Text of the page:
Brutalism had its origins in béton brut – concrete in the raw – and thus in the post-war work of Le Corbusier. The British architects Alison and Peter Smithson used the term "New Brutalism" from 1953, claiming that if their house in Soho had been built, "it would have been the first exponent of the ‘New Brutalism’ in England". Reyner Banham famously gave the movement a series of characteristics, including the clear expression of a building’s structure and services, and the honest use of materials in their "as-found" condition. The Smithsons and Banham promoted the New Brutalism as ethic rather than aesthetic, privileging truth to structure, materials and services and the gritty reality of the working classes over the concerns of the bourgeoisie. But Brutalist architecture changed as it was taken up by others, giving rise to more sculptural buildings flaunting their raw materials, including off-form concrete, often in conjunction with bold structural members. While Brutalism fell out of vogue in the 1980s, recent years have seen renewed admiration for it. This volume is consistent with this broader resurgence, presenting new scholarship on Brutalist architects and projects from Skopje to Sydney, and from Harvard to Haringey. It will appeal to readers interested in twentieth-century architecture, and modern and post-war heritage. This book was originally published as a special issue of Fabrications: the Journal of the Society of Architectural Historians, Australia and New Zealand.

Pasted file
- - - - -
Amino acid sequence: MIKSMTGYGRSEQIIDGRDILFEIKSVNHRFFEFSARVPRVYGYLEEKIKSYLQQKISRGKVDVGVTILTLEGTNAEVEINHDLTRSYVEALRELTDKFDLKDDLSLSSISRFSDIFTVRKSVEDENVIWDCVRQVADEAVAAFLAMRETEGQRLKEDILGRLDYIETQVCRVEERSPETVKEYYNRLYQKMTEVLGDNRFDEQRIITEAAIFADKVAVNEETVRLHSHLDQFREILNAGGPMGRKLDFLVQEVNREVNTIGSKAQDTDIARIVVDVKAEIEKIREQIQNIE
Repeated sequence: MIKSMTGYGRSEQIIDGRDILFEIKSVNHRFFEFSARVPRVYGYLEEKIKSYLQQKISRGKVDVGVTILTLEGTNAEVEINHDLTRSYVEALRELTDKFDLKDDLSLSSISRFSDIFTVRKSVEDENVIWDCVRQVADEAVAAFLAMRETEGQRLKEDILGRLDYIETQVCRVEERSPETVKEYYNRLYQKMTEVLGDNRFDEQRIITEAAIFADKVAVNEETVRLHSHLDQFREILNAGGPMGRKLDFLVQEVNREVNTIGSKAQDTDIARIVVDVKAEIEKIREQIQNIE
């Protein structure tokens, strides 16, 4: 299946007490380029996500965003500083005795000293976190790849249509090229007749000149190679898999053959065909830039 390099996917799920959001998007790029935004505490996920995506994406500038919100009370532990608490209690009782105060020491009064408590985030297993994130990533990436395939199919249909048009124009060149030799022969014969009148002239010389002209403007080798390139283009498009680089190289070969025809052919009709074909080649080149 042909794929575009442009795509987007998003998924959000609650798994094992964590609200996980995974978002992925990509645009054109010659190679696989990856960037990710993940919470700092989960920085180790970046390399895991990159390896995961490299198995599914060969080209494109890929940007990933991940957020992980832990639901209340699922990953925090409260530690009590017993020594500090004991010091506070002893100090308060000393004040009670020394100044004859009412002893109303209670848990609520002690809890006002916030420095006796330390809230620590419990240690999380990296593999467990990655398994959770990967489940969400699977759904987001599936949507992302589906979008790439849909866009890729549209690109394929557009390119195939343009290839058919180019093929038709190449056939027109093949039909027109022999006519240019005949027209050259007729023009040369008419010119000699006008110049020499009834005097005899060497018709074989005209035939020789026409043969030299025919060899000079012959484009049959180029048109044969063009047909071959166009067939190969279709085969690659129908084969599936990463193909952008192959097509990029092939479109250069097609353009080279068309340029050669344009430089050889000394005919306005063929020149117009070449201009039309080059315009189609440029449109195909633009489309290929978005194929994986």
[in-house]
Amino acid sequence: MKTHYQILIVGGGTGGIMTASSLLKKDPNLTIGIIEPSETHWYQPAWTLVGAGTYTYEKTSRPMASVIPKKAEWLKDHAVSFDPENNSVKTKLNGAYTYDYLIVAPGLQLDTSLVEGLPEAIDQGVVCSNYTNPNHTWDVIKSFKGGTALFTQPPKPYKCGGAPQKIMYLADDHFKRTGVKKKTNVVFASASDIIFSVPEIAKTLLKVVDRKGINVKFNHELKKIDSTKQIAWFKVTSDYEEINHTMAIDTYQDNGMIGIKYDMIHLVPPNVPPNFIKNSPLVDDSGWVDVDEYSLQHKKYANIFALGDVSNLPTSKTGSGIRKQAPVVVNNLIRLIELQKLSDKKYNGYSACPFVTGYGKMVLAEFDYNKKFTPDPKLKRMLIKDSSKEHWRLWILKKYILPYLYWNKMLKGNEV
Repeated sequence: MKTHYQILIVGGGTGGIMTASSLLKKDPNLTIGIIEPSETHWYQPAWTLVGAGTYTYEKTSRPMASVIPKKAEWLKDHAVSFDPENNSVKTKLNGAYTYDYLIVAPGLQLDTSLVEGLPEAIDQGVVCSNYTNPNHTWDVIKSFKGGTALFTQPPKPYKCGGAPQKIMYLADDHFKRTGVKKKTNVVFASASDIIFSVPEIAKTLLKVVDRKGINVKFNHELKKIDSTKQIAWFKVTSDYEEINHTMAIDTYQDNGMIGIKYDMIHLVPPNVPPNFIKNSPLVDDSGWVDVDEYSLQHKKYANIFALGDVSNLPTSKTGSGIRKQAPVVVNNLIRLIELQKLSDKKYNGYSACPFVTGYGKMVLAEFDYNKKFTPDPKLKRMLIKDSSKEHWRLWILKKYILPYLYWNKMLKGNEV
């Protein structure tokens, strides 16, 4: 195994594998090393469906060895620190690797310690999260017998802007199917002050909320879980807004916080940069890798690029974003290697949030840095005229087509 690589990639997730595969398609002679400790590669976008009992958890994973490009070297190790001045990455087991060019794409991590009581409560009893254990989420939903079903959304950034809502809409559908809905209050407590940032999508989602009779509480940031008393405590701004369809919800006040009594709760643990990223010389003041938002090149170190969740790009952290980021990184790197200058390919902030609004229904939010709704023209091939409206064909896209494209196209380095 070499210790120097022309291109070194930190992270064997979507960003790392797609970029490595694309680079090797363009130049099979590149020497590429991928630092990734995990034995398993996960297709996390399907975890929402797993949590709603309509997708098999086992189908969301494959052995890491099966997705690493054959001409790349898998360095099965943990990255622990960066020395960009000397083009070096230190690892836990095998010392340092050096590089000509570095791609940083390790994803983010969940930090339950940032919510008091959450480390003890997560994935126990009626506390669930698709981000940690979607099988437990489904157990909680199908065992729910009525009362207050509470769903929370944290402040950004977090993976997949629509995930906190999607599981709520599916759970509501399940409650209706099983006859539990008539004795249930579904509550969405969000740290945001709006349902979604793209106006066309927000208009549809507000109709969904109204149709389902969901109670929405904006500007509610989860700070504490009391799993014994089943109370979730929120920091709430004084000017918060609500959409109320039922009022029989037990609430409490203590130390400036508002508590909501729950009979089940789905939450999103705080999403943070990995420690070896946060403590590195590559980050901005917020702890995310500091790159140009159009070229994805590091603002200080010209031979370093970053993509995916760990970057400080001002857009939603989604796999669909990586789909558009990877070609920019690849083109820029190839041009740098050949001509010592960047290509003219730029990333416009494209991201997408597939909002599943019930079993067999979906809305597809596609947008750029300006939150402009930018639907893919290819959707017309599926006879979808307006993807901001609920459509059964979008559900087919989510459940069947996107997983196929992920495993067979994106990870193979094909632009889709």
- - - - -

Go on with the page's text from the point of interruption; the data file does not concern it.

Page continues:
Julia Gatley and Stuart King
2. Brutalism, Metabolism and its American Parallel Encounters in Skopje and in the Architecture of Georgi Konstantinovski
3. Bringing It All Home: Robin Boyd and Australia’s Embrace of Brutalism, 1955–71
4. Finding Brutalism in the Architecture of John Andrews
Paul Walker and Antony Moulis
5. Aesthetics as a Practical Ethic Situating the Brutalist Architecture of the Sirius
6. "Group-cum-Brutalism"? Highgate Spinney, London, 1964–66